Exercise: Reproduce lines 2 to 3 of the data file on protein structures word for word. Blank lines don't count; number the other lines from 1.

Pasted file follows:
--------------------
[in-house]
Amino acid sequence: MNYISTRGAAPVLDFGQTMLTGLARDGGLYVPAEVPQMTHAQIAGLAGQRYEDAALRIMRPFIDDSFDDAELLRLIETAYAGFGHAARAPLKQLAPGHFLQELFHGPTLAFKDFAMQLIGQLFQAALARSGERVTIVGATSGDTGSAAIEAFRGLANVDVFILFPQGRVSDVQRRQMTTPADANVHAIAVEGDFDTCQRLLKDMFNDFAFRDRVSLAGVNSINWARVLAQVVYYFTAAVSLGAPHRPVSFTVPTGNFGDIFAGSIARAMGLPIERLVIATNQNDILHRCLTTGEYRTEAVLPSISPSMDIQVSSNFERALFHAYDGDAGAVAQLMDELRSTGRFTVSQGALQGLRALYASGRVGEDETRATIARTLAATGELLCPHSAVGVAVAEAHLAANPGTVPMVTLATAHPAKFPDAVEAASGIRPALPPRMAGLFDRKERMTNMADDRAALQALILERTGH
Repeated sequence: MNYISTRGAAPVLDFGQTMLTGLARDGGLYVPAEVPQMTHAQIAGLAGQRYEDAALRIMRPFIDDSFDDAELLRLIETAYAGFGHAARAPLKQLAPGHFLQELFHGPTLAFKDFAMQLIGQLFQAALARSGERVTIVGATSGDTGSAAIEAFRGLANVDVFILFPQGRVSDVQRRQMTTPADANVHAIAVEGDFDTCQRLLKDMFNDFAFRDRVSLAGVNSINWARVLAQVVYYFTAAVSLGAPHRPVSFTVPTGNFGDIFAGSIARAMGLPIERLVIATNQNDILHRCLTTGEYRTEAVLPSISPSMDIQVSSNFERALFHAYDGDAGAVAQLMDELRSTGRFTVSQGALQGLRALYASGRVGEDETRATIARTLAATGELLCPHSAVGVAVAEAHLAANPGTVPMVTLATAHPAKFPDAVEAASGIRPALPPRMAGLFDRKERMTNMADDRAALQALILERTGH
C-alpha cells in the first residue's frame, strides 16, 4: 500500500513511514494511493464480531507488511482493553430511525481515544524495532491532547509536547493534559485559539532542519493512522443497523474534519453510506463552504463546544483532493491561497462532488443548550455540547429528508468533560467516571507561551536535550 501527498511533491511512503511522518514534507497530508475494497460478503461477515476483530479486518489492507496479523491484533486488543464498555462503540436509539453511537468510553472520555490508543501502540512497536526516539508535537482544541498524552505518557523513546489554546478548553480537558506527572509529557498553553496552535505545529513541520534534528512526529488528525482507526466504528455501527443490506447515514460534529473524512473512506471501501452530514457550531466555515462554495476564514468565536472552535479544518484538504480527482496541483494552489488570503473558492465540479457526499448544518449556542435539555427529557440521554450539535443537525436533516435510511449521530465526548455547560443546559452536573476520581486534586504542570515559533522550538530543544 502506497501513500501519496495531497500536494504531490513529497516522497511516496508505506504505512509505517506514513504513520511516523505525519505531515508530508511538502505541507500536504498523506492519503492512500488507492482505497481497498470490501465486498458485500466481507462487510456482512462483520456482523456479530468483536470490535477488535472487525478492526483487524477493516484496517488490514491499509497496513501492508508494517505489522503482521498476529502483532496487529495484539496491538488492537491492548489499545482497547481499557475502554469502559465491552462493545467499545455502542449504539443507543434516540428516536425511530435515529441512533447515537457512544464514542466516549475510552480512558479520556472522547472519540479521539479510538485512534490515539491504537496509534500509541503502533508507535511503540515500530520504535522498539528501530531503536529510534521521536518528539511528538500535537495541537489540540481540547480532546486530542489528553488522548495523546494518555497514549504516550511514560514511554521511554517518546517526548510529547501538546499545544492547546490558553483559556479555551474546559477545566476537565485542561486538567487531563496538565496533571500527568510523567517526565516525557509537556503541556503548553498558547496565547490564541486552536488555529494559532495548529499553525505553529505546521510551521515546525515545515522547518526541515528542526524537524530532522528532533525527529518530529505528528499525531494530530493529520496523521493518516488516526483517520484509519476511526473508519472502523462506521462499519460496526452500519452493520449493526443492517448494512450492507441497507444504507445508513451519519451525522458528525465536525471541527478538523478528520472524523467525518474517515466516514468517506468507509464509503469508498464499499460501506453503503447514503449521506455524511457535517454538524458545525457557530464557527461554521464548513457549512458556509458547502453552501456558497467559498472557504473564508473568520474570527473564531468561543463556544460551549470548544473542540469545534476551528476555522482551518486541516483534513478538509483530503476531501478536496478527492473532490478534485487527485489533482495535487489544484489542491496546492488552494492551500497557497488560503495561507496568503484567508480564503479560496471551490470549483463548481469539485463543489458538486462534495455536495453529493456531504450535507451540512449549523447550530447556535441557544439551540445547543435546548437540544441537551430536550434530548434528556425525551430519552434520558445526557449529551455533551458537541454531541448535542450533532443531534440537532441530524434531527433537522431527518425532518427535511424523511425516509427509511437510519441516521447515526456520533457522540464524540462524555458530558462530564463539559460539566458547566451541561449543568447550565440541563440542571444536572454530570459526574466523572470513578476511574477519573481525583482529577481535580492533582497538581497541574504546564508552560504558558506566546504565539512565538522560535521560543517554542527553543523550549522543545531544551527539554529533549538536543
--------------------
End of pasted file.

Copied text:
Amino acid sequence: MNYISTRGAAPVLDFGQTMLTGLARDGGLYVPAEVPQMTHAQIAGLAGQRYEDAALRIMRPFIDDSFDDAELLRLIETAYAGFGHAARAPLKQLAPGHFLQELFHGPTLAFKDFAMQLIGQLFQAALARSGERVTIVGATSGDTGSAAIEAFRGLANVDVFILFPQGRVSDVQRRQMTTPADANVHAIAVEGDFDTCQRLLKDMFNDFAFRDRVSLAGVNSINWARVLAQVVYYFTAAVSLGAPHRPVSFTVPTGNFGDIFAGSIARAMGLPIERLVIATNQNDILHRCLTTGEYRTEAVLPSISPSMDIQVSSNFERALFHAYDGDAGAVAQLMDELRSTGRFTVSQGALQGLRALYASGRVGEDETRATIARTLAATGELLCPHSAVGVAVAEAHLAANPGTVPMVTLATAHPAKFPDAVEAASGIRPALPPRMAGLFDRKERMTNMADDRAALQALILERTGH
Repeated sequence: MNYISTRGAAPVLDFGQTMLTGLARDGGLYVPAEVPQMTHAQIAGLAGQRYEDAALRIMRPFIDDSFDDAELLRLIETAYAGFGHAARAPLKQLAPGHFLQELFHGPTLAFKDFAMQLIGQLFQAALARSGERVTIVGATSGDTGSAAIEAFRGLANVDVFILFPQGRVSDVQRRQMTTPADANVHAIAVEGDFDTCQRLLKDMFNDFAFRDRVSLAGVNSINWARVLAQVVYYFTAAVSLGAPHRPVSFTVPTGNFGDIFAGSIARAMGLPIERLVIATNQNDILHRCLTTGEYRTEAVLPSISPSMDIQVSSNFERALFHAYDGDAGAVAQLMDELRSTGRFTVSQGALQGLRALYASGRVGEDETRATIARTLAATGELLCPHSAVGVAVAEAHLAANPGTVPMVTLATAHPAKFPDAVEAASGIRPALPPRMAGLFDRKERMTNMADDRAALQALILERTGH